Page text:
Speaking as one of the “nones” mentioned as a population to reach, this is not enough. These are superficial trends that will affect retention, but will not recruit, not even enough to combat attrition in most places.
One of the things I learned in the business world is when drilling into a problem, ask “why” until you get to the root of the problem… and anything less than 5 whys is staying too superficial.
Why is the multi-site movement growing when destination churches are plateauing or declining? Is the cost of gas really a deep seated reason or just an excuse when the motivation level drops to an ambivalent level. If you notice, the drop in driving is about the same percentage-wise as when we had the Oil Embargo and high oil prices under Jimmy Carter. That hardship didn’t seem to dent the growth of the Evangelical movement.
Perhaps the next “why” down is why is a relatively small challenge is causing the ambivalent to not seek out a church that “meets more of their needs”? If even a church that meets more of their needs isn’t meeting enough of the needs to draw them in, there is a deeper issue still going down.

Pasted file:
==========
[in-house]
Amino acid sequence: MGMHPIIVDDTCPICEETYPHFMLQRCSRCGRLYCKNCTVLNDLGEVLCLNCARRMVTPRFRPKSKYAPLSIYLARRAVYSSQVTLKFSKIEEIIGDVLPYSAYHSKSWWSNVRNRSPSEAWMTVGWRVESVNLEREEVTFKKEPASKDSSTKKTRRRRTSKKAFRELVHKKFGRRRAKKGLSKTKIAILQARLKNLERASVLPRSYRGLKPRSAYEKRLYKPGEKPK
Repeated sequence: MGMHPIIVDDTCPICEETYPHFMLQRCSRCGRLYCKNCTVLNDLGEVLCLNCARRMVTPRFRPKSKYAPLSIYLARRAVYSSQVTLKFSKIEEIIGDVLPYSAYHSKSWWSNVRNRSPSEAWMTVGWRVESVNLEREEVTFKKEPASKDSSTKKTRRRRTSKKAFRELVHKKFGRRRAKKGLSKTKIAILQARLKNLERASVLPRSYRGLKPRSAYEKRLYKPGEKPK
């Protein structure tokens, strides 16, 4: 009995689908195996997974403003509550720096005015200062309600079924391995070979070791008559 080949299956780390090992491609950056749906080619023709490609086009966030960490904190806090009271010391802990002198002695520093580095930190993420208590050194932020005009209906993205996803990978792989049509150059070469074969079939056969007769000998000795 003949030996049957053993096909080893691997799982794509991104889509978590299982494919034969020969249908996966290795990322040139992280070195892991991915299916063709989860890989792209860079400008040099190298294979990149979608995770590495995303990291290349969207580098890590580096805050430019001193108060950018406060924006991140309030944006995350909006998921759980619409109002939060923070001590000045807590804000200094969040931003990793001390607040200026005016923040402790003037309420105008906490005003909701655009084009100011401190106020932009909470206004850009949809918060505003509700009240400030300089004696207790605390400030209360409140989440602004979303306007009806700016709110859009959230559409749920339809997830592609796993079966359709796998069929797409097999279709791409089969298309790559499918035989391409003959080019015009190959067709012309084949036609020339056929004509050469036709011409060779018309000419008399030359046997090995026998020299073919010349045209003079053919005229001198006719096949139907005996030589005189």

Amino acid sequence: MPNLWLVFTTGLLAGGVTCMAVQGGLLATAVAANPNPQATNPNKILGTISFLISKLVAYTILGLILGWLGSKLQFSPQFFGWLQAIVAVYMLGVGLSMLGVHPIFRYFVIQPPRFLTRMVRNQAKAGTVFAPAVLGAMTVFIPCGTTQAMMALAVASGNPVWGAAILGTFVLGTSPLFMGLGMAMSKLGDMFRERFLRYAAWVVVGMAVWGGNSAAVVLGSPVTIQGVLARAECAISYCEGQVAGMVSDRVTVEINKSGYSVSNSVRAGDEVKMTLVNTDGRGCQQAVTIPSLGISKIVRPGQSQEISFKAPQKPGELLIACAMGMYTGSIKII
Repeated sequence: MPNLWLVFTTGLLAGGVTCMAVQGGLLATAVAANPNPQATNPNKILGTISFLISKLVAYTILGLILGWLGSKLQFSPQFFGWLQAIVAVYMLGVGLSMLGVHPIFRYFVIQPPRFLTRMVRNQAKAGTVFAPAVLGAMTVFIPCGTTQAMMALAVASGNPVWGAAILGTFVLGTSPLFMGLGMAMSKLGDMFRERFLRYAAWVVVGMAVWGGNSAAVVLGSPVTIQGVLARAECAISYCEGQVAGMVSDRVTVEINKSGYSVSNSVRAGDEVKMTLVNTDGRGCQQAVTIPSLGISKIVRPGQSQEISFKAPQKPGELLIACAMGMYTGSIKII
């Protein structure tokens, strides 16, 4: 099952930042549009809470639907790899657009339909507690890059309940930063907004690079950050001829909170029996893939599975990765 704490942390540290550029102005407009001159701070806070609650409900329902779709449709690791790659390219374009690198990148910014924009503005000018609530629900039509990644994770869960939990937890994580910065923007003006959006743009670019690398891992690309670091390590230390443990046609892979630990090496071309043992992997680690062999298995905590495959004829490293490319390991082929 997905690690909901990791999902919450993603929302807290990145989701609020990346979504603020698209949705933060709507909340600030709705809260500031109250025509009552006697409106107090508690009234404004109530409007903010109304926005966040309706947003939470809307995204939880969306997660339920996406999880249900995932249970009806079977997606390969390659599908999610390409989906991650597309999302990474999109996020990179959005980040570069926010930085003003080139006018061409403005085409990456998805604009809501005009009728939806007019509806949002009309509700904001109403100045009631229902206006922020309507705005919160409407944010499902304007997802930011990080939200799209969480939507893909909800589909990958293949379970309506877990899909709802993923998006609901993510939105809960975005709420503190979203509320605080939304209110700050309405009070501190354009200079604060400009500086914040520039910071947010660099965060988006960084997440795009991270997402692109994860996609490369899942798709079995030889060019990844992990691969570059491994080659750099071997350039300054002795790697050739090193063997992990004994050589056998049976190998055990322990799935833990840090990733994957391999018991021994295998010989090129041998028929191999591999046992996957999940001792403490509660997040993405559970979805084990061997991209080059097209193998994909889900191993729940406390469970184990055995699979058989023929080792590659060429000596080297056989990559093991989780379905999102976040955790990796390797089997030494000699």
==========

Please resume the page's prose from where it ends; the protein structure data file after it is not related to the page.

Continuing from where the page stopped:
So what do you think is the next “why” in this chain?
John Kissinger [01/26/2016 8:00 PM]
Do you think 100,000 churches is a realistic figure for 2016? Does this statistics fit your area of ministry?http://churchinfluence.com/2015-state-of-the-megachurch-report-recent-shifts-in-americas-largest-protestant-churches/
John Kissinger [01/28/2016 1:33 PM]